CNCHnet . . . The Textile Arts Webzine of the Conference of Northern California Handweavers

Flow Weaving

The Flow Power of Weaving

“Flow is an optimal state of consciousness, a peak state where we both feel our best and perform our best.” Stephen Kotler

I went to the Kansas City Art Institute, KCAI, for a Fine Arts undergraduate degree.  The Fiber Department there is very strong.  When I walked into KCAI, I knew I wanted to weave.  Some years earlier I had been drooling at a loom that my boyfriend’s mom was weaving on. She was encouraging me to buy my own loom, but I decided to wait until I’d taken a weaving class.  I wanted to first experiment to see what I could make, learn about different looms, and then go searching for the perfect one.

During my first semester in the Fiber Department, I was deeply drawn to two very different kinds of fabric: the huge bold woven pieces by Magdalena Abakanowicz and long lengths of exquisitely fine Japanese fabric made for kimonos.  The combination of these two led to a series of large-scale weavings that would consume me for over 10 years.

To create most of these pieces, I began by dyeing the yarn, usually cotton or nylon sewing thread, and then wove it on a loom to make installations that were 10 to 30 feet tall.  They were light, gauzy, abstract compositions –similar to Color Field paintings.  Standing close to one of these large pieces, one might get lost in an atmosphere of glowing color or in the minute details to be found in the intersections of colored threads.

 

Flame

Flame

I would do anything to create such works.  The feeling of them burned in my mind.  I’ve always slept a bit less than others, but when the visions of these pieces came over me I just couldn’t stop working.  For weeks, I would work 12 to 20 hours a day.  I really took advantage of what a 24 year old full-time student can do in art school!

The process was very labor intensive: warping 2,000 to 6,000 threads, marking areas to be dyed, and so much de-tangling!  I was constantly searching for ways to work more efficiently.  With the extra time I saved, I would try larger and more complicated projects.  Working on one warp for a year or two was not uncommon.

From the first day I learned how to weave I seemed to feel something in my mind change.  I’ve always been interested in a million things, which left my brain swirling in too many directions to really pursue any of them.  Weaving demanded a linear procedure that was new to me.  You just couldn’t start threading a loom until the warp was made.  Planning the steps in very great detail was both my way to do large complicated projects and rather soothing to think about.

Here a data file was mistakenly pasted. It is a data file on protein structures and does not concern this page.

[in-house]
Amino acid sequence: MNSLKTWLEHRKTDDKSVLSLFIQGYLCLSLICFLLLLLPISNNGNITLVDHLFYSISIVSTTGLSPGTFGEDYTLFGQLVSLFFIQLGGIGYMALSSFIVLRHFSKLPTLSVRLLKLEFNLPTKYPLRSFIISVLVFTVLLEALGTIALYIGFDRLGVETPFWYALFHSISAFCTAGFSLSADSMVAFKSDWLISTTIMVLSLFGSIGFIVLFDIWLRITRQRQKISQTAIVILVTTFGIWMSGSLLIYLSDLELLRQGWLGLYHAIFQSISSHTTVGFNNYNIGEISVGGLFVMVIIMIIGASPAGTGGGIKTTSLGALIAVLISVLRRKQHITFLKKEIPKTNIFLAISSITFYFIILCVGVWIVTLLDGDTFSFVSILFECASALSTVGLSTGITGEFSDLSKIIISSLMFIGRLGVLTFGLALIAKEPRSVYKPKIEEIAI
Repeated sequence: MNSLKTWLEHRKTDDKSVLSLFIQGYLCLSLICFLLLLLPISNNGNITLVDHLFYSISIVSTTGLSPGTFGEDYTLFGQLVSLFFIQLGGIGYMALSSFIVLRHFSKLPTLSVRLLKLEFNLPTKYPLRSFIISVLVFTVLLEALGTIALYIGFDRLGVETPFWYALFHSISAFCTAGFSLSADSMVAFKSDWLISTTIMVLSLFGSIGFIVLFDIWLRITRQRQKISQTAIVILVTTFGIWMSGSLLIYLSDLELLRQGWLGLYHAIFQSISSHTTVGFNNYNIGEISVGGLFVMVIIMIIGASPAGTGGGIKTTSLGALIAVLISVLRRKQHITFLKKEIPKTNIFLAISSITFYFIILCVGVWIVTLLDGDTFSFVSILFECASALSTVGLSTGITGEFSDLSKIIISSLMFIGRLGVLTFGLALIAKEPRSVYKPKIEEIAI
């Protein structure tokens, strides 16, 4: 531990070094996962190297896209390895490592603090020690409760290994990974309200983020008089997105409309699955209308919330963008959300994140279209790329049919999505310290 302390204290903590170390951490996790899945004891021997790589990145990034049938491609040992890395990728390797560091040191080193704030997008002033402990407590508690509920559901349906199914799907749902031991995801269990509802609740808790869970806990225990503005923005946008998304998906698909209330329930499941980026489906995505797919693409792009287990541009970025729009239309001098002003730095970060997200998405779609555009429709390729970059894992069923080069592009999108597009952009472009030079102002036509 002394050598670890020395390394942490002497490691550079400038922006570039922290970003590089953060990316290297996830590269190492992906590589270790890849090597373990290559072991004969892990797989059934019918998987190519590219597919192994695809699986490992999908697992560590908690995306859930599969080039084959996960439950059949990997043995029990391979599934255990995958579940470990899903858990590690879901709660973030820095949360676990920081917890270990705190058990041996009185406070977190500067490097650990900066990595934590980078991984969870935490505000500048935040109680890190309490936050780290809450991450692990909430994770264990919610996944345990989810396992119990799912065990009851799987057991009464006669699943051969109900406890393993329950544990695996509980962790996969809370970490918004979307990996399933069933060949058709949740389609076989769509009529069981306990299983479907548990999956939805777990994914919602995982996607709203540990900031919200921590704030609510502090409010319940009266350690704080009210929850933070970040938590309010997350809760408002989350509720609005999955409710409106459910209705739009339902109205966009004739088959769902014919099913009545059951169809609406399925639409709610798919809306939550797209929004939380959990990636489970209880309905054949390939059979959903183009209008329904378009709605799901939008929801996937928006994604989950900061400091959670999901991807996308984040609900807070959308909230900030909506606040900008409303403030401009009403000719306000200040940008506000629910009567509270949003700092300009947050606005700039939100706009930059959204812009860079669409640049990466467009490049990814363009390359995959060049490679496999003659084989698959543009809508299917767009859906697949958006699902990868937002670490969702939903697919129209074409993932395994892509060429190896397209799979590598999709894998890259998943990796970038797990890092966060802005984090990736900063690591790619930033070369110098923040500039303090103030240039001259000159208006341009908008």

Mentally repeating each stage of the process became like a mantra for me.  I would think about all the details for the steps I needed to do and envision each one in order to be sure I wasn’t overlooking anything.  Just thinking about my art stopped me from worrying about other things. Like a sponge soaking up water, weaving project details absorbed my restless mental energy and turned it into a beautiful piece of art.  I was so surprised that by staying focused on the work my hands were doing, I could make an object that made me feel so good during the time of creating it and when I looked at the completed piece.

These art pieces were very healing for me, but there was a hidden secret in all my weavings.  To organize so many threads, I created my own number codes and I was constantly doing math to work out details.  Arranging thousands of yards of thread was really just one big algebra problem.  Yes, I’m outing myself here – I admit it – I like math.  Actually, I always did.  I never got very far in math because I went to an art school.  KCAI didn’t require any more math than the College Algebra class I took at a community college.

Another secret about me, I enjoy reading layman’s science books.  Though I kept getting frustrated at how often they mentioned that if you really wanted to get this physics concept you needed to learn the math for it.  One day I was reading a neat old chemistry book from 1959, which informed me that to understand acids and bases (used in the chemical reactions of dyeing) I needed to learn the mathematical equations for them.  At this point, I lost my temper and decided to re-take College Algebra, which I did in the fall of 2007.